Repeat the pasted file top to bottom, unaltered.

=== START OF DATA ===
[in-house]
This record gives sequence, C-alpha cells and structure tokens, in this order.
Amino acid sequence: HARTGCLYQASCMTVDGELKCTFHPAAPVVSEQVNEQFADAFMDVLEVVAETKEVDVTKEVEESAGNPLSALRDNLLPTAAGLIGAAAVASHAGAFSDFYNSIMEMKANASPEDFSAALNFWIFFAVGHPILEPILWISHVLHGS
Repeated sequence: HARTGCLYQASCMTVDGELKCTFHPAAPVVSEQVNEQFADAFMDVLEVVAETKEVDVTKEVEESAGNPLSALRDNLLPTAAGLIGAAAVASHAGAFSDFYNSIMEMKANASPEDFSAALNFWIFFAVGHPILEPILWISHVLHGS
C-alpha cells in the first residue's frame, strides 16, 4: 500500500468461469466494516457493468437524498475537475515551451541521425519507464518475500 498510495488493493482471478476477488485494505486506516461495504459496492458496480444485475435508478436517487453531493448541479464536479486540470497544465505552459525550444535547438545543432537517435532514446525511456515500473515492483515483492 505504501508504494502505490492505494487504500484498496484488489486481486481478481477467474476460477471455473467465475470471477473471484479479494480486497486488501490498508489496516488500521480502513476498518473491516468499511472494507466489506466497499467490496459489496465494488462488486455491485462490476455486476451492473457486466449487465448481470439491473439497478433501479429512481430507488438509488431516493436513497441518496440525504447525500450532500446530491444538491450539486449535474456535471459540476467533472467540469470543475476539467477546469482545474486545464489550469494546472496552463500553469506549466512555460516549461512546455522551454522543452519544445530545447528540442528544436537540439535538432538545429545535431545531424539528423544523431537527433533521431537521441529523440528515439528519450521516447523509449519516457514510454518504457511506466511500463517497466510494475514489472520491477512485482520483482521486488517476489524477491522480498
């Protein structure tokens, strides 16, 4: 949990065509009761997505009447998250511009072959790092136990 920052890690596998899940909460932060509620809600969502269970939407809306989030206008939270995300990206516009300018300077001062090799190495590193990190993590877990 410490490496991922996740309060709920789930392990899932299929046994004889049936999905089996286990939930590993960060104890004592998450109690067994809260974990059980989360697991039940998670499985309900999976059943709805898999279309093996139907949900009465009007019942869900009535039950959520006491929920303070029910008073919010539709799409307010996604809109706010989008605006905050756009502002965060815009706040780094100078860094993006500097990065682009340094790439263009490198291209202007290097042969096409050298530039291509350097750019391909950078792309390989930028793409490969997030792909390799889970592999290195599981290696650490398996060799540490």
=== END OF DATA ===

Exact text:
[in-house]
This record gives sequence, C-alpha cells and structure tokens, in this order.
Amino acid sequence: HARTGCLYQASCMTVDGELKCTFHPAAPVVSEQVNEQFADAFMDVLEVVAETKEVDVTKEVEESAGNPLSALRDNLLPTAAGLIGAAAVASHAGAFSDFYNSIMEMKANASPEDFSAALNFWIFFAVGHPILEPILWISHVLHGS
Repeated sequence: HARTGCLYQASCMTVDGELKCTFHPAAPVVSEQVNEQFADAFMDVLEVVAETKEVDVTKEVEESAGNPLSALRDNLLPTAAGLIGAAAVASHAGAFSDFYNSIMEMKANASPEDFSAALNFWIFFAVGHPILEPILWISHVLHGS
C-alpha cells in the first residue's frame, strides 16, 4: 500500500468461469466494516457493468437524498475537475515551451541521425519507464518475500 498510495488493493482471478476477488485494505486506516461495504459496492458496480444485475435508478436517487453531493448541479464536479486540470497544465505552459525550444535547438545543432537517435532514446525511456515500473515492483515483492 505504501508504494502505490492505494487504500484498496484488489486481486481478481477467474476460477471455473467465475470471477473471484479479494480486497486488501490498508489496516488500521480502513476498518473491516468499511472494507466489506466497499467490496459489496465494488462488486455491485462490476455486476451492473457486466449487465448481470439491473439497478433501479429512481430507488438509488431516493436513497441518496440525504447525500450532500446530491444538491450539486449535474456535471459540476467533472467540469470543475476539467477546469482545474486545464489550469494546472496552463500553469506549466512555460516549461512546455522551454522543452519544445530545447528540442528544436537540439535538432538545429545535431545531424539528423544523431537527433533521431537521441529523440528515439528519450521516447523509449519516457514510454518504457511506466511500463517497466510494475514489472520491477512485482520483482521486488517476489524477491522480498
């Protein structure tokens, strides 16, 4: 949990065509009761997505009447998250511009072959790092136990 920052890690596998899940909460932060509620809600969502269970939407809306989030206008939270995300990206516009300018300077001062090799190495590193990190993590877990 410490490496991922996740309060709920789930392990899932299929046994004889049936999905089996286990939930590993960060104890004592998450109690067994809260974990059980989360697991039940998670499985309900999976059943709805898999279309093996139907949900009465009007019942869900009535039950959520006491929920303070029910008073919010539709799409307010996604809109706010989008605006905050756009502002965060815009706040780094100078860094993006500097990065682009340094790439263009490198291209202007290097042969096409050298530039291509350097750019391909950078792309390989930028793409490969997030792909390799889970592999290195599981290696650490398996060799540490």